Ayutthaya was the capital city of The Siamese Kingdom that existed from 1350 to 1767. It became the second capital after Sukhothai, a small city in northern Thailand. The name translates as "the dawn of happiness." Ayutthaya was friendly to foreign traders. Many international merchant groups sailed for Ayutthaya from different regions such as the Arab world, China, Japan, India, Portugal, the Netherlands, and France. In the 16th century, foreign traders proclaimed Ayutthaya as "one of the biggest and wealthiest cities in the East".
Ayutthaya is an Island at the junction of three rivers: the Chao Phraya river, the Pa Sak river, and the Lopburi river. The main religion was Theravada Buddhism which means "the Ancient Teaching." It is conservative and closer to early Buddhism. Many areas of the Kingdom also practiced Mahayana Buddhism and influenced by French Missionaries who arrived through China in the 17th century. And some small areas converted to Catholicism.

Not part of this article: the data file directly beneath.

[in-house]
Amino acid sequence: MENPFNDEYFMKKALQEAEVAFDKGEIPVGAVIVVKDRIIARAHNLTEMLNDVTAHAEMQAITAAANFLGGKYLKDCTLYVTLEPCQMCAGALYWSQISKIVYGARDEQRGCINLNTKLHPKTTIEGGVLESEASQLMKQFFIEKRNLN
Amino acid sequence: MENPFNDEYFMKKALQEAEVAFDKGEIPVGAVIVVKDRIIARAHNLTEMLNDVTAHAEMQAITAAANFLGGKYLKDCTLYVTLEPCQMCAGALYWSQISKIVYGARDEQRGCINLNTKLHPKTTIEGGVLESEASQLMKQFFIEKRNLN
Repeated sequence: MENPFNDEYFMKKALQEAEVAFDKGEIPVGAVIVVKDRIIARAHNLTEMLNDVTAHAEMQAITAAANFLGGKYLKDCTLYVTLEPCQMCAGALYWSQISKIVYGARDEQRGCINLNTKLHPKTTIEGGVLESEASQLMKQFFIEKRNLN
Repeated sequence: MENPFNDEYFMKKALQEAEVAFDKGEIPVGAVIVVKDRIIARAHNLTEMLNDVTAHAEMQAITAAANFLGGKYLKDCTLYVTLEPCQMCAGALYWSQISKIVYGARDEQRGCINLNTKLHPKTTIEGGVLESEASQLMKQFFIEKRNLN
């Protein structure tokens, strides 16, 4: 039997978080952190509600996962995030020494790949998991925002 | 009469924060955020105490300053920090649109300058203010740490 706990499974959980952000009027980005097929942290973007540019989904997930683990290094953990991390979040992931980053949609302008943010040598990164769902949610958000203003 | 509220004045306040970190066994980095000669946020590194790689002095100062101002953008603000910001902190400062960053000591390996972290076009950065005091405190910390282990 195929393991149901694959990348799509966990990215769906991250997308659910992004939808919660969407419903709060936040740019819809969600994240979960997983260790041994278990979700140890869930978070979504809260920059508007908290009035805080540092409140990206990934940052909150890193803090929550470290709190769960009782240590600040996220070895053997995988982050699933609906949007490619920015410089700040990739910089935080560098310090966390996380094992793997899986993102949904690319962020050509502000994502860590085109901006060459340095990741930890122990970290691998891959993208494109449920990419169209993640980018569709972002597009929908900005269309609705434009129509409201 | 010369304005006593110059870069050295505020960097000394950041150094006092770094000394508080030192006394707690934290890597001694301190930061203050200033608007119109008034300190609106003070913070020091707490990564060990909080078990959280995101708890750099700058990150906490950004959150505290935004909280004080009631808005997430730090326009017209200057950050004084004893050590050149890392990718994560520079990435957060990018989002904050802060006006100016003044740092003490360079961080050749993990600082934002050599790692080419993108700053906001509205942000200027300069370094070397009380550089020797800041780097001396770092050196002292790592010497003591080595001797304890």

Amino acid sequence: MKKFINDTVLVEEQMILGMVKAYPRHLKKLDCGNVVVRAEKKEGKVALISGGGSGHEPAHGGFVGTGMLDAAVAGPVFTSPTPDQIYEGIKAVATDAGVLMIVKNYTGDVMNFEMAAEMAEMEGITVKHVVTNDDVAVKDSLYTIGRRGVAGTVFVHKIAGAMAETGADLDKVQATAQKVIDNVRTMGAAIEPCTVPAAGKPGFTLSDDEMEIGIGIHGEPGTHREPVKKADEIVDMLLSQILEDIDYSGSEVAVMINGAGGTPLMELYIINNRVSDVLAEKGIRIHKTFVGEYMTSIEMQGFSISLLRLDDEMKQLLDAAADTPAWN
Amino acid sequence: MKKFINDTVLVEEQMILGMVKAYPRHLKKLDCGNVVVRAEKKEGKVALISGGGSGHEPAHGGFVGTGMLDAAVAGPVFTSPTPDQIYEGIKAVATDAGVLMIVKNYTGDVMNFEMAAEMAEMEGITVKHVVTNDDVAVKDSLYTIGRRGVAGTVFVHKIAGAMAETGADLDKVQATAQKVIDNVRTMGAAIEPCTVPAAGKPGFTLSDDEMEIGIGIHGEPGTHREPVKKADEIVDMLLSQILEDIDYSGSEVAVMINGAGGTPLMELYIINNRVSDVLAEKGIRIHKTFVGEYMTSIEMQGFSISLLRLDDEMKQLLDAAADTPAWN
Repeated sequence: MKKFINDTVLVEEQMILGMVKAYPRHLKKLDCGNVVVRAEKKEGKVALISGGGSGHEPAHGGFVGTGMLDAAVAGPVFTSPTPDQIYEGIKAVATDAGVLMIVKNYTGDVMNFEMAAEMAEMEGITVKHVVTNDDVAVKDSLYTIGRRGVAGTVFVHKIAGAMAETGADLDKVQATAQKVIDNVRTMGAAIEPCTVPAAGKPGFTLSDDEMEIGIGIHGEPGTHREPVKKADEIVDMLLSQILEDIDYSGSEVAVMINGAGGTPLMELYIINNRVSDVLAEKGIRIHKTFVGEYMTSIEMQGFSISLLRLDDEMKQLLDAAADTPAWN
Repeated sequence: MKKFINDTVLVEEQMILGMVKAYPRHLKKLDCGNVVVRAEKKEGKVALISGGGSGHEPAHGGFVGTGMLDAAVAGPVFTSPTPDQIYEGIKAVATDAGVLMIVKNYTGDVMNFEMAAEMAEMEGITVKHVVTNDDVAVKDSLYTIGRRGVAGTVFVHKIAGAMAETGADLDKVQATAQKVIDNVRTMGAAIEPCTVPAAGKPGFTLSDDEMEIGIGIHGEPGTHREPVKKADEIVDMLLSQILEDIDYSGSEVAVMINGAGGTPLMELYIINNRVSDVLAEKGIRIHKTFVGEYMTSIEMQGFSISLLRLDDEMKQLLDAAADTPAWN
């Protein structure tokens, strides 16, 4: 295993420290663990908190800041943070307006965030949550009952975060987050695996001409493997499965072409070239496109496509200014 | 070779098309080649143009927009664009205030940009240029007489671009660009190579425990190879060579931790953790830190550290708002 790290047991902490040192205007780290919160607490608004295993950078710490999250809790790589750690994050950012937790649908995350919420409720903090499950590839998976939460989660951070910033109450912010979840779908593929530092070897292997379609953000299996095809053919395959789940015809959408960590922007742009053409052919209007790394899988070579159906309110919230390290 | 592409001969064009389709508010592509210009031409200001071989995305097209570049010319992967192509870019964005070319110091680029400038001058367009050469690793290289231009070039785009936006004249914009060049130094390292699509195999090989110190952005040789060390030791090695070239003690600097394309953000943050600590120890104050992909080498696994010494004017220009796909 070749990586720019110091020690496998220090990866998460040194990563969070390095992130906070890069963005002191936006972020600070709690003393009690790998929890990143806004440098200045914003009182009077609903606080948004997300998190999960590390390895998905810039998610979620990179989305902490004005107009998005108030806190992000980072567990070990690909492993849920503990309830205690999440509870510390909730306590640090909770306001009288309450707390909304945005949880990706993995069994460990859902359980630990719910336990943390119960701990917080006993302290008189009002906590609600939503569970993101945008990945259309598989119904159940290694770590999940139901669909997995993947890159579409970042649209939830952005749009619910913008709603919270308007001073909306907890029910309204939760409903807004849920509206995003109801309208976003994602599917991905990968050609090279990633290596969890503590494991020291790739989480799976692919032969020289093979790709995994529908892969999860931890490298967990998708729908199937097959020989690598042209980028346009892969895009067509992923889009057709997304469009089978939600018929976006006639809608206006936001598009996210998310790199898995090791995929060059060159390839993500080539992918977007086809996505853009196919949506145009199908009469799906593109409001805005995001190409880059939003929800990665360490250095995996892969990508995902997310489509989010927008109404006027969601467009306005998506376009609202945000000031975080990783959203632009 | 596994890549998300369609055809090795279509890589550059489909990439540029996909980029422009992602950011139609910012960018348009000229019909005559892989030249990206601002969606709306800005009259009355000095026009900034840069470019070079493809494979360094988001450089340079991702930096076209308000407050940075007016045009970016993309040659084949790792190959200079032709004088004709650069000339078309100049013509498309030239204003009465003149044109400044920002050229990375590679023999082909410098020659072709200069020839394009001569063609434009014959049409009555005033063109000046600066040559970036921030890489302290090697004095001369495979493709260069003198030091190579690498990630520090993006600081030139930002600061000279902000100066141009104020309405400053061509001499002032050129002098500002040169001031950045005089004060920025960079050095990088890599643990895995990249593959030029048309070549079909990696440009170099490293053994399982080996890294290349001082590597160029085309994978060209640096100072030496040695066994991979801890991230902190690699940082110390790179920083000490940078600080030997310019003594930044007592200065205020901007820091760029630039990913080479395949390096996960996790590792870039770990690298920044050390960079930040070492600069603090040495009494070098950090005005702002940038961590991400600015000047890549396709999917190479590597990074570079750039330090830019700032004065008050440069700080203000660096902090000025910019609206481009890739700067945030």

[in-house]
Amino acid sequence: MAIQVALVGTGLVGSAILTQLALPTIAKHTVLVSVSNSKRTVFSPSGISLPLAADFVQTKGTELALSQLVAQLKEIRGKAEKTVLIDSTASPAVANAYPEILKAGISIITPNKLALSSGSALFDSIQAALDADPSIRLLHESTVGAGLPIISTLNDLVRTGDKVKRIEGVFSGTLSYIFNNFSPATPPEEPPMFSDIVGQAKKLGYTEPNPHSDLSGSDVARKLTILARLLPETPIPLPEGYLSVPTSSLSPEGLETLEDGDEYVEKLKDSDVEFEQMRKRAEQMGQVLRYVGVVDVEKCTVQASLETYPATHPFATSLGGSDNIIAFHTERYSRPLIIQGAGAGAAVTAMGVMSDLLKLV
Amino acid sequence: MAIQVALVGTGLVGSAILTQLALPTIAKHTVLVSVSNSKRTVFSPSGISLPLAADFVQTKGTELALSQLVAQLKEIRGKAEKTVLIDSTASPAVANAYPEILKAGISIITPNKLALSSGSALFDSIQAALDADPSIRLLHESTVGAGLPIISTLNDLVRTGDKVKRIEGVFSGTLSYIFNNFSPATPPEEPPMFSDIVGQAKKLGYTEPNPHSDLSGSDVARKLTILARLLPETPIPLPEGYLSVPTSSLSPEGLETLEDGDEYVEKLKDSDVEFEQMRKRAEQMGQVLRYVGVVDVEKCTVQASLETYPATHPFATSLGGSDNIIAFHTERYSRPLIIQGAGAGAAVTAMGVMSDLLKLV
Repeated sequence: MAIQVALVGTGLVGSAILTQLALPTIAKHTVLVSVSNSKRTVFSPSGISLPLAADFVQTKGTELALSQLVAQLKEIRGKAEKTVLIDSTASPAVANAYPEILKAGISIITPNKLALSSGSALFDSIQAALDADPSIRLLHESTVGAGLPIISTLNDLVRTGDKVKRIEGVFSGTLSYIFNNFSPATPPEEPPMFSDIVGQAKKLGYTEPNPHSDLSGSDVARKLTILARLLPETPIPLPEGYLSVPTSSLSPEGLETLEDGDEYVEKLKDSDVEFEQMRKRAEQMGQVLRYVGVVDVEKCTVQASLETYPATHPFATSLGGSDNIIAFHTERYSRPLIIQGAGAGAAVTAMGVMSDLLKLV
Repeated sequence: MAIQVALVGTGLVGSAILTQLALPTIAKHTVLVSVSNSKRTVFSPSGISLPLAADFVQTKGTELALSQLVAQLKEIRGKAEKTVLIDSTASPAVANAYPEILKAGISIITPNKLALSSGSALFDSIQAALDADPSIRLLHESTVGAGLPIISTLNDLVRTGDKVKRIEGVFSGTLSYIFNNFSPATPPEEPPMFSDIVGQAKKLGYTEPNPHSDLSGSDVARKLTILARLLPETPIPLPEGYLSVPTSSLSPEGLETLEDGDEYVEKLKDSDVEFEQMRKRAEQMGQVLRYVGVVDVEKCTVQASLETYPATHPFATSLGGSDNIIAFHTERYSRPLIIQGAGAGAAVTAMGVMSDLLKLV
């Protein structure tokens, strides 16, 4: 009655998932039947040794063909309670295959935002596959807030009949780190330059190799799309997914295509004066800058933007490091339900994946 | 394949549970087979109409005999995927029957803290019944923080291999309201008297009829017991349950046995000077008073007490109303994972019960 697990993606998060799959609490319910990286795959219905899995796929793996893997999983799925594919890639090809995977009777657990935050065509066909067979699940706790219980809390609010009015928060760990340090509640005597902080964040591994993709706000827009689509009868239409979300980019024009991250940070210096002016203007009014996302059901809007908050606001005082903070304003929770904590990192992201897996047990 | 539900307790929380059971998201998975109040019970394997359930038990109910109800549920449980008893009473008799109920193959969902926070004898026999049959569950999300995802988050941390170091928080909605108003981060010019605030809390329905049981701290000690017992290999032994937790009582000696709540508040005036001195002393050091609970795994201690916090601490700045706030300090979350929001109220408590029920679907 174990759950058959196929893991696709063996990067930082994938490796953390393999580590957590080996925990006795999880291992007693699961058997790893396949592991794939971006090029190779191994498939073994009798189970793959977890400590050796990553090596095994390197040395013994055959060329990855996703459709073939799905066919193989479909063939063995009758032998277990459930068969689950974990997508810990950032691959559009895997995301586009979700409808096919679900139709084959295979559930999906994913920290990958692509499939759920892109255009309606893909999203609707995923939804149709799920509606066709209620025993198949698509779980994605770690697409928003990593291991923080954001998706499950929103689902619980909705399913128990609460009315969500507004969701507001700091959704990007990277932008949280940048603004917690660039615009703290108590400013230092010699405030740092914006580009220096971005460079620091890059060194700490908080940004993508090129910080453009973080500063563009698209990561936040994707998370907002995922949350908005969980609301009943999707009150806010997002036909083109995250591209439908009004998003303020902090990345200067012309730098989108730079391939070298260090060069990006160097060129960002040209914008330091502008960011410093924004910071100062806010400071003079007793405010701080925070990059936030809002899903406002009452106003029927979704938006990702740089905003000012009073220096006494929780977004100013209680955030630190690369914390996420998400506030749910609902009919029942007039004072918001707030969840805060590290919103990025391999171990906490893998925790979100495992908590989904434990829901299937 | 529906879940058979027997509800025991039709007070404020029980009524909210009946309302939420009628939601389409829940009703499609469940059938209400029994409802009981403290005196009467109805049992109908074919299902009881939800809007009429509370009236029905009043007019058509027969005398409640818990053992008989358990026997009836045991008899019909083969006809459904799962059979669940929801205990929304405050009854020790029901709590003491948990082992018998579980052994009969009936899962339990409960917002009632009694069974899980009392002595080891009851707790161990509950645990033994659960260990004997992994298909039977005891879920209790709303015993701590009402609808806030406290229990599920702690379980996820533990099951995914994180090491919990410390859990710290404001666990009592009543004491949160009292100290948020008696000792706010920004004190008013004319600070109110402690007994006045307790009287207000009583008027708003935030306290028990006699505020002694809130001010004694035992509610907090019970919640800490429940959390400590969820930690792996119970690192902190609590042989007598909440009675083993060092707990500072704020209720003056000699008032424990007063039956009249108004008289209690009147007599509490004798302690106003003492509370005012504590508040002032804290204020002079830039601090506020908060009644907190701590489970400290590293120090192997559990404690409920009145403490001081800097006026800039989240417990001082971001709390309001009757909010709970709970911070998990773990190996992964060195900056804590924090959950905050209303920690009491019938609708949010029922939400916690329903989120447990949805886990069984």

We have been there twice and I had felt the strong energy. It was kind of sad because all of the temples are so old with the rocks falling and some of the Buddha statues have missing parts such as head, arms, legs, and some the body parts. We've seen one of the Buddha heads overgrown by the fig tree in Wat Mahatat. Here are some pictures of Ayutthaya!
The big stupa
Missing parts of the Buddha
Buddha's head overgrown by fig tree